Key lessons on royalties too often learned the hard way

Nigel Borshell

PharmaVentures Ltd (Oxford, UK)

The pharmaceutical and biotechnology industry is undergoing considerable change as the patent cliff looms, fostering invention and change, and a strong need for successful partnering. There are also new opportunities to develop in emerging and emerged new markets. What impact are these changes having on companies as they seek to partner to strike the best deal? How can companies be sure that the deal terms they achieve, and associated royalties, are the best possible? Does the often quoted 25% rule of thumb really work? And what are ‘Effective Royalty Rates’ anyway?

While much of the methodology and context on royalty rates is available, there are key lessons to be learned by the aspiring deal maker in the smallest biotech to the largest pharma company.

1. Deal making is as much an art as it is a science.

If you are tempted to flip through a royalty rate report to find the bar charts and data tables holding ‘standard’ royalty rates that you dearly wish and need to discover so that you can define your own deal term limits and expectations, then go right ahead, a fool and his money are easily parted. However, if you invest your time in understanding royalties, you will come away with a better understanding of what royalties are, and how and why they are inextricably linked with overall deal value. Context is everything. Without a full understanding of the value in your product and of other contributions to deal value, you cannot determine a suitable royalty rate, no matter how many tables you read.

“…there are key lessons to be learned by the aspiring deal maker in the smallest biotech to the largest pharma company.”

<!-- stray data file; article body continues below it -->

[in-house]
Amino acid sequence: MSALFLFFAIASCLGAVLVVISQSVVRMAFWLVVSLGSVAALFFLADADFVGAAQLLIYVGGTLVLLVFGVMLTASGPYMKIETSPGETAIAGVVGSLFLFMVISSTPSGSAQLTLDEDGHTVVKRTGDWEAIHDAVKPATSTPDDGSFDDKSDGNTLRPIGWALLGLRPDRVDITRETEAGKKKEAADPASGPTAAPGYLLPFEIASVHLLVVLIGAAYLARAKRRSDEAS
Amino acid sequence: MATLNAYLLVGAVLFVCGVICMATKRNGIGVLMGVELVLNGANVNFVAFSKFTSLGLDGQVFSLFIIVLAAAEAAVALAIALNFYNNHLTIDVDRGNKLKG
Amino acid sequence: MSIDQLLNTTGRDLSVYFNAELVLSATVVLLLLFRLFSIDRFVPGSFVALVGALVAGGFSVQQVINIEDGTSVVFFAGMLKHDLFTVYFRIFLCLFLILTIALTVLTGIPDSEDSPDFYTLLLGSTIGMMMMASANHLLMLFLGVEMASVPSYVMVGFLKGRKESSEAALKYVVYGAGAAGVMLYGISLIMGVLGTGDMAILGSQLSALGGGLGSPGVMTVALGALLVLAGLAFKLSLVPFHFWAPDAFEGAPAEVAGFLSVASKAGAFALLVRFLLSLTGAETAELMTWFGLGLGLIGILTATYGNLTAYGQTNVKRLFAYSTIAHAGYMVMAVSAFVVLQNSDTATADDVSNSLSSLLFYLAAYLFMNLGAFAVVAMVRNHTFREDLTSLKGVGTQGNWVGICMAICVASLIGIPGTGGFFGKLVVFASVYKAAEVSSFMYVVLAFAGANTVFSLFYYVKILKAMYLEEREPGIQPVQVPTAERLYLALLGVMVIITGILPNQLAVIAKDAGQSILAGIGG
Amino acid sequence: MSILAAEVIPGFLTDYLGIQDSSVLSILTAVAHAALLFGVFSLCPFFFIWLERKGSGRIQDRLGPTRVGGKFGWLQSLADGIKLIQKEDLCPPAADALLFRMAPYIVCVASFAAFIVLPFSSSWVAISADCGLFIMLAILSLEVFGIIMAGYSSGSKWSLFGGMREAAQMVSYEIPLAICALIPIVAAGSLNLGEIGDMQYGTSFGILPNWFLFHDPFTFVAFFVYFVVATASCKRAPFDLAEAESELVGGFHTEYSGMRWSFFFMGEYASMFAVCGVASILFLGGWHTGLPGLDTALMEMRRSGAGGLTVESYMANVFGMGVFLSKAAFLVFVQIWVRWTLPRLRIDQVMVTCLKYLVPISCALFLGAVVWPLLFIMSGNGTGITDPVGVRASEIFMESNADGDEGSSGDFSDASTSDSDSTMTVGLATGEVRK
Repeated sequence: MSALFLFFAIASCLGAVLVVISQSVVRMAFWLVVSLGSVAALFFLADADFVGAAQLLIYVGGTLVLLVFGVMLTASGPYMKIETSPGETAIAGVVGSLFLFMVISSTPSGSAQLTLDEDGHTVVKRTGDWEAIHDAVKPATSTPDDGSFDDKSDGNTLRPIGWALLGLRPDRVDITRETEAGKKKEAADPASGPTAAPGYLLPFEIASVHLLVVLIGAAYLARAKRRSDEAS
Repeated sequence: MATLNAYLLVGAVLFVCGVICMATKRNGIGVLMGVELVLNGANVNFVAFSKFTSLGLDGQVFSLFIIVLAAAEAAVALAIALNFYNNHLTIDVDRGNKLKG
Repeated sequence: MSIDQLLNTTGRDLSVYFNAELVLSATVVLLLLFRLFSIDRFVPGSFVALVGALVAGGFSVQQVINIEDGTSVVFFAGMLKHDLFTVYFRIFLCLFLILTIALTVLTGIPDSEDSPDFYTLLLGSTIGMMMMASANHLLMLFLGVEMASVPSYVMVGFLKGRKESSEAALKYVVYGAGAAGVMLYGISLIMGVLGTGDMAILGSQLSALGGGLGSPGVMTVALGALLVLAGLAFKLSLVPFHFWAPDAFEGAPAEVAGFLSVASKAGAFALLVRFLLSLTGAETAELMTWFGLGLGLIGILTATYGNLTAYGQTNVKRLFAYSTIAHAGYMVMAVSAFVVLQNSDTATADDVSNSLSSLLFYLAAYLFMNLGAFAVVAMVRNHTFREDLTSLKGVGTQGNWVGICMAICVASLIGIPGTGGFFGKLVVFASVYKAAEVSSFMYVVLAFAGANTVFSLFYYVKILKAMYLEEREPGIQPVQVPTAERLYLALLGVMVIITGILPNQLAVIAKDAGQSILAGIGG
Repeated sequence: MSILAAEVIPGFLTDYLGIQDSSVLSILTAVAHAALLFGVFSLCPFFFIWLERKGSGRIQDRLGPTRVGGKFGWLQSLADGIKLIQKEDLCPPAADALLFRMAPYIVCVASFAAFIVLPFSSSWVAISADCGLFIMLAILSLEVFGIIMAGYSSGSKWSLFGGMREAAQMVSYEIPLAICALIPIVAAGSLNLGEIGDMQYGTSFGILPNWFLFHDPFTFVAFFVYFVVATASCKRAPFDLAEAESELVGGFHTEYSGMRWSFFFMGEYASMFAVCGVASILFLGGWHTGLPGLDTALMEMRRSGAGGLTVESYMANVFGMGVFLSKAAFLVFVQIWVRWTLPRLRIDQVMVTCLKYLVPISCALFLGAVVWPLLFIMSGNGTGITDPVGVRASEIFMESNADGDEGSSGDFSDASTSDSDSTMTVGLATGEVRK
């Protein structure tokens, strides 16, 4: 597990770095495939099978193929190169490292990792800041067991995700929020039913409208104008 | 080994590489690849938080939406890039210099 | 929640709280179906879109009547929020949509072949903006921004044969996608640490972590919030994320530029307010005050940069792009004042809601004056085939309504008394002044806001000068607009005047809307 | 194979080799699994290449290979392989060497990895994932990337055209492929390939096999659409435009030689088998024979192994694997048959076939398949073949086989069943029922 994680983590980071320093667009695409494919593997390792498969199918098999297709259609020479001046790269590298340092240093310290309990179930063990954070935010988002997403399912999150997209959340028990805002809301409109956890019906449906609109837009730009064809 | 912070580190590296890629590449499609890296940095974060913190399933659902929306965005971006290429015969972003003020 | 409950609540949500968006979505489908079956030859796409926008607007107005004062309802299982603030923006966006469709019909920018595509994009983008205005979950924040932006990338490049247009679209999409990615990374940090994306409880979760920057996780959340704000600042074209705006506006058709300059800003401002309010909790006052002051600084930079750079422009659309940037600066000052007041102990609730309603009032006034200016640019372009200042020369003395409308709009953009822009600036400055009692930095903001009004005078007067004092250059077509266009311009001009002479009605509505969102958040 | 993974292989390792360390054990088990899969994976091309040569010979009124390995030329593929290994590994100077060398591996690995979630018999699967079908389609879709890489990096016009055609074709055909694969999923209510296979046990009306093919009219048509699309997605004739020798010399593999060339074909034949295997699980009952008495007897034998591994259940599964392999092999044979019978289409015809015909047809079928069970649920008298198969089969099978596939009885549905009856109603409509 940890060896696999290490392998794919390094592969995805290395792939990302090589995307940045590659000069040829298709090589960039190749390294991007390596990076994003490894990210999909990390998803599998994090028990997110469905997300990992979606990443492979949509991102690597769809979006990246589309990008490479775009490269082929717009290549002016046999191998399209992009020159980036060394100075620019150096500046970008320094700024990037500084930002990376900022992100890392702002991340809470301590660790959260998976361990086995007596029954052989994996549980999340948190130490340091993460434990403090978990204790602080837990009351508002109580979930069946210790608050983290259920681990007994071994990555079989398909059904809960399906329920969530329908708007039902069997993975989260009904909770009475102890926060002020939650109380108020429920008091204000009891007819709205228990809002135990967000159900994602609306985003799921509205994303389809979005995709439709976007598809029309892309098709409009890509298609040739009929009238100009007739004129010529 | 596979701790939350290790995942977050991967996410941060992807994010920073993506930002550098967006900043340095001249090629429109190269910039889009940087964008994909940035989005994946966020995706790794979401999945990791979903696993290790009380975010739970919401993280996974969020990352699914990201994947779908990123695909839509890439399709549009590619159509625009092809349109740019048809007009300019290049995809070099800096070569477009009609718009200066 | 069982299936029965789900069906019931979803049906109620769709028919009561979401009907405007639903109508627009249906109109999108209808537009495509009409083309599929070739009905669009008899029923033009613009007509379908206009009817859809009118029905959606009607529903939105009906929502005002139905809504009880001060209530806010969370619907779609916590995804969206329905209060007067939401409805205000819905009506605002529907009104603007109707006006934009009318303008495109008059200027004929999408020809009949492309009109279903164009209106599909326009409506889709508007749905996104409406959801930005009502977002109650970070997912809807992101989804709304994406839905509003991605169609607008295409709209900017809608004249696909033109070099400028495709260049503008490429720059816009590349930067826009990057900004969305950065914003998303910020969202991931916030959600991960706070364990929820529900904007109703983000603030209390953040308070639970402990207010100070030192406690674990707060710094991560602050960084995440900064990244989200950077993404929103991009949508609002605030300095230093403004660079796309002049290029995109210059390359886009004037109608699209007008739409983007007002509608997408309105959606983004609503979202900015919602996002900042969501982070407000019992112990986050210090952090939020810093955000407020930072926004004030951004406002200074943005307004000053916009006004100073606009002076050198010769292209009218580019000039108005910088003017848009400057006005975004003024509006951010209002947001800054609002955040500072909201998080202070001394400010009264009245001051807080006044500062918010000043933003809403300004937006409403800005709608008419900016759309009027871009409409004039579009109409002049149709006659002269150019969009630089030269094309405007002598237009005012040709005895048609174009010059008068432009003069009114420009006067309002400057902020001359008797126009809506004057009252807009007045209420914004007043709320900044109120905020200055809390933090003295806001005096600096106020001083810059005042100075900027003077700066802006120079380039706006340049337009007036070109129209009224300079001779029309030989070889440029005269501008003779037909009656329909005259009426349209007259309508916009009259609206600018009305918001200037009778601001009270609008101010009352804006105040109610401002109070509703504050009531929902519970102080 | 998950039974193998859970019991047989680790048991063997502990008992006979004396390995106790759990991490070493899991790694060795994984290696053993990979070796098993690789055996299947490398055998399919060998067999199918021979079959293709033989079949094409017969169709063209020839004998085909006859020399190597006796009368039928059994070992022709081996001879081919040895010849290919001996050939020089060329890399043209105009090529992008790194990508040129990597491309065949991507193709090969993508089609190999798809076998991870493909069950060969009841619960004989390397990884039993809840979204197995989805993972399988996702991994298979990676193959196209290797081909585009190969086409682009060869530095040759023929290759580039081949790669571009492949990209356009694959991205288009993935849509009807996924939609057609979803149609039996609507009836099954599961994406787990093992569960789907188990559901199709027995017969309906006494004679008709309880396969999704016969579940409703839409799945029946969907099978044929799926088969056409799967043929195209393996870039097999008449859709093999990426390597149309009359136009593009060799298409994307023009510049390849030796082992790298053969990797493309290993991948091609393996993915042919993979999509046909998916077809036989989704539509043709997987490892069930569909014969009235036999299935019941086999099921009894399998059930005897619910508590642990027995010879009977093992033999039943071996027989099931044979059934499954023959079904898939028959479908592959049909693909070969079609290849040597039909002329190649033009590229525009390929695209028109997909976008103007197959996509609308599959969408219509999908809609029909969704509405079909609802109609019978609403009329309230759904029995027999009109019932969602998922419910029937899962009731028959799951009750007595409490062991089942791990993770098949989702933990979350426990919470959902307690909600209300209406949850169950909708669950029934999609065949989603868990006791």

2. It’s as much about ‘what you can live with’ as about meeting specific industry norms.

Deal making is as much about ‘what you can live with’ as it is about meeting specific industry norms. If either one party feels – or both parties feel – that the terms set out do not meet expectations, then there is no rosy future, even if the terms that you propose meet the industry norms. Only by an in-depth analysis of a programme’s value, and of the split of that value among deal components (upfront payments, development milestones, sales milestones, royalties) will you be able to answer that ‘what can I live with?’ question. ‘Living with’ involves envisioning the future in both the short and long term. Can we afford it? It could seem like a blindingly good deal long term from a business development perspective, but the short-term impact on the licensee’s bottom line or company cash flow from the CFO’s (and shareholders’) perspective might just be the deal breaker.

3. More can be gained through effective knowledge-backed negotiation.

The third lesson is that there is more to be gained through effective knowledge-backed negotiation skills than there is from reading tables of royalty data or calculating value on a spreadsheet. Beyond the obvious impact of prevailing market conditions, actual value is fundamentally a function of a product’s net present value enhanced by a licensee’s strategic need for that product. Understanding the estimated ‘actual’ value that a product may have does not automatically translate into knowing how big a share of it you will get. That share comes from a skill-based activity called negotiation, and, unsurprisingly, it is a professional activity that is built on information, not on anecdote.